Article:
NEW DELHI: Nick Bollettieri could wear the look of a smug man and maybe he does, the orange tan that is the trademark of the Florida sun slightly blurring the expression. For a man with over 30-years of coaching experience behind him and a Who’s Who list of tennis champions among his former pupils, being right all the time, after a while, maybe loses its charm.
While most pundits began talking about Roger Federer’s fading aura only after his sensational ouster by Tomas Berdych in the quarterfinals at Wimbledon recently, Bollettieri had already noticed chinks in the Swiss king’s armour.
With 16 Grand Slams in his pocket, Federer surely hadn’t forgotten how to win a tennis match but what he seemed to forget, according to the exalted tennis guru, was that ‘he’s the best’.
“Is the end of the Federer era near? Well, it’s going to be very interesting because today there are 8-10 guys that can beat Federer or think that they can beat him. Earlier, no one thought they could beat him and that fear gave him an advantage. Players don’t fear him anymore,” was Bollettieri’s summing up of the predicament that Federer finds himself in.
The road ahead of Federer isn’t easy but its got little to do with his game or technique. He needs to keep himself fit as a fiddle to ward off the challenge of the young guns, according to Bollettieri.
“Federer must be as healthy as can be. If his movement falters at all like it did at Wimbledon, then he will be in deep trouble on the backhand side. Why? Because he’s not in a good position to hit the ball, he can only slice the ball and that’s not good.”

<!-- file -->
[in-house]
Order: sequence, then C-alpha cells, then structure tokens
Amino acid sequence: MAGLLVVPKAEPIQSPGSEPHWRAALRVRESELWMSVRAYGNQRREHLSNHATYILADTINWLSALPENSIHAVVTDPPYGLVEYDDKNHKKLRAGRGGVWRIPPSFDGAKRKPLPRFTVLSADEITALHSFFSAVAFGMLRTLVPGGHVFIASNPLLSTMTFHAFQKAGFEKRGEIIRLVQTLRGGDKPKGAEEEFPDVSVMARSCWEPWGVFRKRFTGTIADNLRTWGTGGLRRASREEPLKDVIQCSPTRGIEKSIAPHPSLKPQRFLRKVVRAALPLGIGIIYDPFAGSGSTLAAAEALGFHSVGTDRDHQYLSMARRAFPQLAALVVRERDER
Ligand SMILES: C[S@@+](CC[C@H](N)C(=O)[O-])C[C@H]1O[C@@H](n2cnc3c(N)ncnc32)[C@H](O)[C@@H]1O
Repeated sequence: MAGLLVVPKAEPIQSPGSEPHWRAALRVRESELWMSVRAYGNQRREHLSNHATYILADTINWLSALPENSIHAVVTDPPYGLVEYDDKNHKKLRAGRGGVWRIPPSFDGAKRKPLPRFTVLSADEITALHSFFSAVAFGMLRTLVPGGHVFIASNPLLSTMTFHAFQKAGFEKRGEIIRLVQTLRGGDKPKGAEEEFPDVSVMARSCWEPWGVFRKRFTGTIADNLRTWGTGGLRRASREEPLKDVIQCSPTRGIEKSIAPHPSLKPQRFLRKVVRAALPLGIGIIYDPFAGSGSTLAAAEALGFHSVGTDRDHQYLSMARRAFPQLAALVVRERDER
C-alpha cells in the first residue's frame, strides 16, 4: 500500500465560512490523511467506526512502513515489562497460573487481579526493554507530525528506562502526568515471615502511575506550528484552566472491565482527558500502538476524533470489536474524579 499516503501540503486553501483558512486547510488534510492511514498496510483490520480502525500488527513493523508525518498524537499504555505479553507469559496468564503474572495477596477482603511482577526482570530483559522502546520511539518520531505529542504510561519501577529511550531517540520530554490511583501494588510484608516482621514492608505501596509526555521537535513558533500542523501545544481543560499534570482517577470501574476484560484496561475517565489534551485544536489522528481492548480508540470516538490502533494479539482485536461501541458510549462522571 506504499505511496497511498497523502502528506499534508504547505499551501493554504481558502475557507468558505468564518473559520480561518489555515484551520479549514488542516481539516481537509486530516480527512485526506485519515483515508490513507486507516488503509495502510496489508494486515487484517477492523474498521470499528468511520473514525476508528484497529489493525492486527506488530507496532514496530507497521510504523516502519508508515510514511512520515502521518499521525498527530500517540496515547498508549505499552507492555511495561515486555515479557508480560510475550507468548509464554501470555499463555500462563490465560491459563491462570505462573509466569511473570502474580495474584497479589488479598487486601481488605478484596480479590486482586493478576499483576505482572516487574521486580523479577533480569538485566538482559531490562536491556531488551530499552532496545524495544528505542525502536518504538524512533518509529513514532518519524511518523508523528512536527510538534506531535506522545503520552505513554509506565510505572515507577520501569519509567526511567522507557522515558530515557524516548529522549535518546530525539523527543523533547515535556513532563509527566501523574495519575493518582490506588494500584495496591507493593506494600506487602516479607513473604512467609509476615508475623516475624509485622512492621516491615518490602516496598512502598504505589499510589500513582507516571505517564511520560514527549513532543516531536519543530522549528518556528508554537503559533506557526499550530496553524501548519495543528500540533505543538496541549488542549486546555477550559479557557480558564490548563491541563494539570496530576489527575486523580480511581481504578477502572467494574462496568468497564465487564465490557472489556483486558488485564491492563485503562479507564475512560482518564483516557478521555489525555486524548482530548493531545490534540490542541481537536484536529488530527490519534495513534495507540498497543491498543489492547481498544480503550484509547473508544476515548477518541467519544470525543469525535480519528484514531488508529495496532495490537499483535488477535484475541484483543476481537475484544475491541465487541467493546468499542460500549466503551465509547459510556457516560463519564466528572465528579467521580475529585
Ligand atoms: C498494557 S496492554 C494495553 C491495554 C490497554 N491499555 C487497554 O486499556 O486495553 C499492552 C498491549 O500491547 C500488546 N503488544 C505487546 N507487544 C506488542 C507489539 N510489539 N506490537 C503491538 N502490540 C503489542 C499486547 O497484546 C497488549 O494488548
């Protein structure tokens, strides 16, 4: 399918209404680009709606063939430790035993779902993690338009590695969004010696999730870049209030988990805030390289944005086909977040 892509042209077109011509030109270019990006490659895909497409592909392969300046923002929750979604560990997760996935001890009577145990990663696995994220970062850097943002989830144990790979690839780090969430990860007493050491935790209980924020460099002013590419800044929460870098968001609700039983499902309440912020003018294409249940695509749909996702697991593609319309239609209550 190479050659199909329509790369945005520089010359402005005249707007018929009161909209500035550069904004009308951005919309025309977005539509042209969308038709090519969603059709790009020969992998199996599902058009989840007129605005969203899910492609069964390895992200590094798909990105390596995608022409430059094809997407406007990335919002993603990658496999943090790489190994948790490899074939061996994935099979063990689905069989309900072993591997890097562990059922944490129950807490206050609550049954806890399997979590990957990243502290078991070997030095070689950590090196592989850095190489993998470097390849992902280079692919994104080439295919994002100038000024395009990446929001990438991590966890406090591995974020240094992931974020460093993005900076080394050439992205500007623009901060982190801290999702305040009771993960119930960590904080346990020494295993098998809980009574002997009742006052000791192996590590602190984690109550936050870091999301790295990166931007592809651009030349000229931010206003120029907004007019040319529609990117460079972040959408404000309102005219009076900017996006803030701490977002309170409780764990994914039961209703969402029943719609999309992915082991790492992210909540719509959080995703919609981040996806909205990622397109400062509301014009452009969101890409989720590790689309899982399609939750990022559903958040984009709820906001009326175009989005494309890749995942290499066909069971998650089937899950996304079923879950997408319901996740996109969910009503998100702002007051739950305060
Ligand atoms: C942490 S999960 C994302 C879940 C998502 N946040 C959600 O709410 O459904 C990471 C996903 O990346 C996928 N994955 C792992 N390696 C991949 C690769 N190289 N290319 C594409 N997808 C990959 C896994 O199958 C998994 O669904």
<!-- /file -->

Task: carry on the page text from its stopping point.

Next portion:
Bollettieri, never one to mince words, lands a soft but telling blow. “A lot of players and sports writers wondered whether he has lost his competitive edge. I believe that Federer will win another Grand Slam or two. However, if he doesn’t win either the US Open (this year) or the Australian Open (early next year), he may himself begin to doubt his ability,” he predicted.
He added, “Then you’ve got Rafael Nadal, who’s just 24 and can play on any surface but Rog is still the man. He’s lost a little edge but he still is the man. Difference is now people are going to be looking furiously at whether he can still win a few more Grand Slams.”
However, Federer remains Bollettieri’s definition of a perfect player. “Nobody is perfect but he’s damn close to being perfect. You have the Samprases and Lavers but Federer is the perfect player or very close.
A perfect player would be one who has total confidence in himself, plays the game like a true sportsman, respects the sport and its competitors, lives the life as a role model for youngsters and a player who can do little bit of everything and have one or two weapons, play defence and offense, serve and volley and attack and a player that is really physically and mentally unbelievable. Federer embodies all of that.”